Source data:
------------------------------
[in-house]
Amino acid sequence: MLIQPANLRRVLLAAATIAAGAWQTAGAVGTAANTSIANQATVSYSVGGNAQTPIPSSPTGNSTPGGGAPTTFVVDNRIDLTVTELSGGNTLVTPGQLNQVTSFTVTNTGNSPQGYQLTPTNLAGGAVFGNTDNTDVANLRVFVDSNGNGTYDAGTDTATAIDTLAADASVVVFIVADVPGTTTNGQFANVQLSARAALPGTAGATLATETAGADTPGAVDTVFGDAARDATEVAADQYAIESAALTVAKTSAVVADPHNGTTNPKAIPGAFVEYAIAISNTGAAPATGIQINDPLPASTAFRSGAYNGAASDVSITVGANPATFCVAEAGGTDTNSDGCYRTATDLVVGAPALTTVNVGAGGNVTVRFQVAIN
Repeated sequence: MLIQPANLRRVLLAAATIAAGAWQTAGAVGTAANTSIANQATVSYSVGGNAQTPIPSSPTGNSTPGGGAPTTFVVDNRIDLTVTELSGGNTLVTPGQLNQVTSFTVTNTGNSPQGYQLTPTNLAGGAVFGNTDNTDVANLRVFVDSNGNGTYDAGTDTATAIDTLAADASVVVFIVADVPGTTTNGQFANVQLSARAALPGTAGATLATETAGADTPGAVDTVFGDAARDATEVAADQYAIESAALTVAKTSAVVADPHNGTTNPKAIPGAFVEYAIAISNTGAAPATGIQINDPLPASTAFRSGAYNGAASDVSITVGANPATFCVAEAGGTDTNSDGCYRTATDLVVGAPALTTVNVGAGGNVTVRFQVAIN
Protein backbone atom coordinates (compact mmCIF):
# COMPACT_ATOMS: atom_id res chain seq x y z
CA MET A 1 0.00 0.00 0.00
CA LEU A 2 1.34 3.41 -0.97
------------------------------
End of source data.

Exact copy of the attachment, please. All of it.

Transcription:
[in-house]
Amino acid sequence: MLIQPANLRRVLLAAATIAAGAWQTAGAVGTAANTSIANQATVSYSVGGNAQTPIPSSPTGNSTPGGGAPTTFVVDNRIDLTVTELSGGNTLVTPGQLNQVTSFTVTNTGNSPQGYQLTPTNLAGGAVFGNTDNTDVANLRVFVDSNGNGTYDAGTDTATAIDTLAADASVVVFIVADVPGTTTNGQFANVQLSARAALPGTAGATLATETAGADTPGAVDTVFGDAARDATEVAADQYAIESAALTVAKTSAVVADPHNGTTNPKAIPGAFVEYAIAISNTGAAPATGIQINDPLPASTAFRSGAYNGAASDVSITVGANPATFCVAEAGGTDTNSDGCYRTATDLVVGAPALTTVNVGAGGNVTVRFQVAIN
Repeated sequence: MLIQPANLRRVLLAAATIAAGAWQTAGAVGTAANTSIANQATVSYSVGGNAQTPIPSSPTGNSTPGGGAPTTFVVDNRIDLTVTELSGGNTLVTPGQLNQVTSFTVTNTGNSPQGYQLTPTNLAGGAVFGNTDNTDVANLRVFVDSNGNGTYDAGTDTATAIDTLAADASVVVFIVADVPGTTTNGQFANVQLSARAALPGTAGATLATETAGADTPGAVDTVFGDAARDATEVAADQYAIESAALTVAKTSAVVADPHNGTTNPKAIPGAFVEYAIAISNTGAAPATGIQINDPLPASTAFRSGAYNGAASDVSITVGANPATFCVAEAGGTDTNSDGCYRTATDLVVGAPALTTVNVGAGGNVTVRFQVAIN
Protein backbone atom coordinates (compact mmCIF):
# COMPACT_ATOMS: atom_id res chain seq x y z
CA MET A 1 0.00 0.00 0.00
CA LEU A 2 1.34 3.41 -0.97